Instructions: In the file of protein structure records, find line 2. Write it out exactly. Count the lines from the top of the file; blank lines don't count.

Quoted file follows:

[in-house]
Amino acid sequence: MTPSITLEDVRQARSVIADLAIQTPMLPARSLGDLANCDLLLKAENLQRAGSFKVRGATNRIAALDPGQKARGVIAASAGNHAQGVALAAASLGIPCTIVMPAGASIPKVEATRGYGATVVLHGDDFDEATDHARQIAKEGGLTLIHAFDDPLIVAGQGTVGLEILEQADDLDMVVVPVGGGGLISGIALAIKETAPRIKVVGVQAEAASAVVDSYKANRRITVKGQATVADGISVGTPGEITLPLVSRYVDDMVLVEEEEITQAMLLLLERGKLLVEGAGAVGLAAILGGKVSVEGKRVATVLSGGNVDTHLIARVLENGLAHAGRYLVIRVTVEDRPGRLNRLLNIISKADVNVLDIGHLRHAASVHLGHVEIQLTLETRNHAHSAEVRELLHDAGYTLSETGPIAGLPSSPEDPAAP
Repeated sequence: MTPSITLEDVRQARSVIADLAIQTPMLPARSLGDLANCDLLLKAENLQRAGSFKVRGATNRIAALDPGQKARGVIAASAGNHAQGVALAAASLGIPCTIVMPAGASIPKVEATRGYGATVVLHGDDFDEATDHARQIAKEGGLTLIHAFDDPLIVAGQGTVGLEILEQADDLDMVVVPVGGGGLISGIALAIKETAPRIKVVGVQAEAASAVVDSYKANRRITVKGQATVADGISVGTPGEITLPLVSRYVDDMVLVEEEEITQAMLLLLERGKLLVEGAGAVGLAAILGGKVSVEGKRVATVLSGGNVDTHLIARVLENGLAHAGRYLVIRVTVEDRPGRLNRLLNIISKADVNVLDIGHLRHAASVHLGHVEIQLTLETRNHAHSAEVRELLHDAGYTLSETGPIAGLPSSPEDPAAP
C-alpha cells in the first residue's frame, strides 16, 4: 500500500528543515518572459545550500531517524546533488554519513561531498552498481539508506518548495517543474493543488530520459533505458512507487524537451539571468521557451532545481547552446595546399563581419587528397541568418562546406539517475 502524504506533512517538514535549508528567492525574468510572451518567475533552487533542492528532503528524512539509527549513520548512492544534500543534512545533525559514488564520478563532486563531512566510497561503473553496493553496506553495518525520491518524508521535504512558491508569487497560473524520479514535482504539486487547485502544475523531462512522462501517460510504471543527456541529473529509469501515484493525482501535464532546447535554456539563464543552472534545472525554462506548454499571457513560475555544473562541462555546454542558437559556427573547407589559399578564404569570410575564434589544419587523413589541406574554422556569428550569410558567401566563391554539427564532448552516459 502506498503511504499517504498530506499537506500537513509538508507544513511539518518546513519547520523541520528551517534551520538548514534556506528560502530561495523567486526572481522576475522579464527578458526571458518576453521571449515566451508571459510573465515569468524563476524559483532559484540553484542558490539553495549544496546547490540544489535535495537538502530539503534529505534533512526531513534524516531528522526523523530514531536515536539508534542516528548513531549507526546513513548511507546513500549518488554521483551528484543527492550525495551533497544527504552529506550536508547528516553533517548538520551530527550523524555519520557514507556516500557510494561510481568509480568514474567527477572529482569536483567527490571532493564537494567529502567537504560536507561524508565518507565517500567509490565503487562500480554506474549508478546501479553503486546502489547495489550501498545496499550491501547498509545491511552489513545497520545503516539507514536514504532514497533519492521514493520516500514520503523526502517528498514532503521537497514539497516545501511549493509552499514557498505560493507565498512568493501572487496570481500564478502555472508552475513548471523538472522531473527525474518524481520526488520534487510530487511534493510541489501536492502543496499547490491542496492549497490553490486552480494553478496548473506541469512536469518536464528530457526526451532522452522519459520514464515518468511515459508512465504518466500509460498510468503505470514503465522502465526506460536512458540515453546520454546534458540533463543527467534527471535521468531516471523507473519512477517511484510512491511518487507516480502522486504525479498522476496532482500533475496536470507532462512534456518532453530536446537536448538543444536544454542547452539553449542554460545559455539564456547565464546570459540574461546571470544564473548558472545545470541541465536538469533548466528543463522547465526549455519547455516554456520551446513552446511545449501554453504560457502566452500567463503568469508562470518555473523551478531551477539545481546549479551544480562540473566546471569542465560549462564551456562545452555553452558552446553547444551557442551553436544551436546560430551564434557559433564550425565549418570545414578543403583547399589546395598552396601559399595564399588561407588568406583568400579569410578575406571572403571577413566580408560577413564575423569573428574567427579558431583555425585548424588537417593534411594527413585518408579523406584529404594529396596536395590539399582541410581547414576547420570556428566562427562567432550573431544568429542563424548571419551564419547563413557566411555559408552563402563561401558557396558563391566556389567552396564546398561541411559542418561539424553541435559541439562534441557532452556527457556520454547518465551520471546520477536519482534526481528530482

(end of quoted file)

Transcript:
Amino acid sequence: MTPSITLEDVRQARSVIADLAIQTPMLPARSLGDLANCDLLLKAENLQRAGSFKVRGATNRIAALDPGQKARGVIAASAGNHAQGVALAAASLGIPCTIVMPAGASIPKVEATRGYGATVVLHGDDFDEATDHARQIAKEGGLTLIHAFDDPLIVAGQGTVGLEILEQADDLDMVVVPVGGGGLISGIALAIKETAPRIKVVGVQAEAASAVVDSYKANRRITVKGQATVADGISVGTPGEITLPLVSRYVDDMVLVEEEEITQAMLLLLERGKLLVEGAGAVGLAAILGGKVSVEGKRVATVLSGGNVDTHLIARVLENGLAHAGRYLVIRVTVEDRPGRLNRLLNIISKADVNVLDIGHLRHAASVHLGHVEIQLTLETRNHAHSAEVRELLHDAGYTLSETGPIAGLPSSPEDPAAP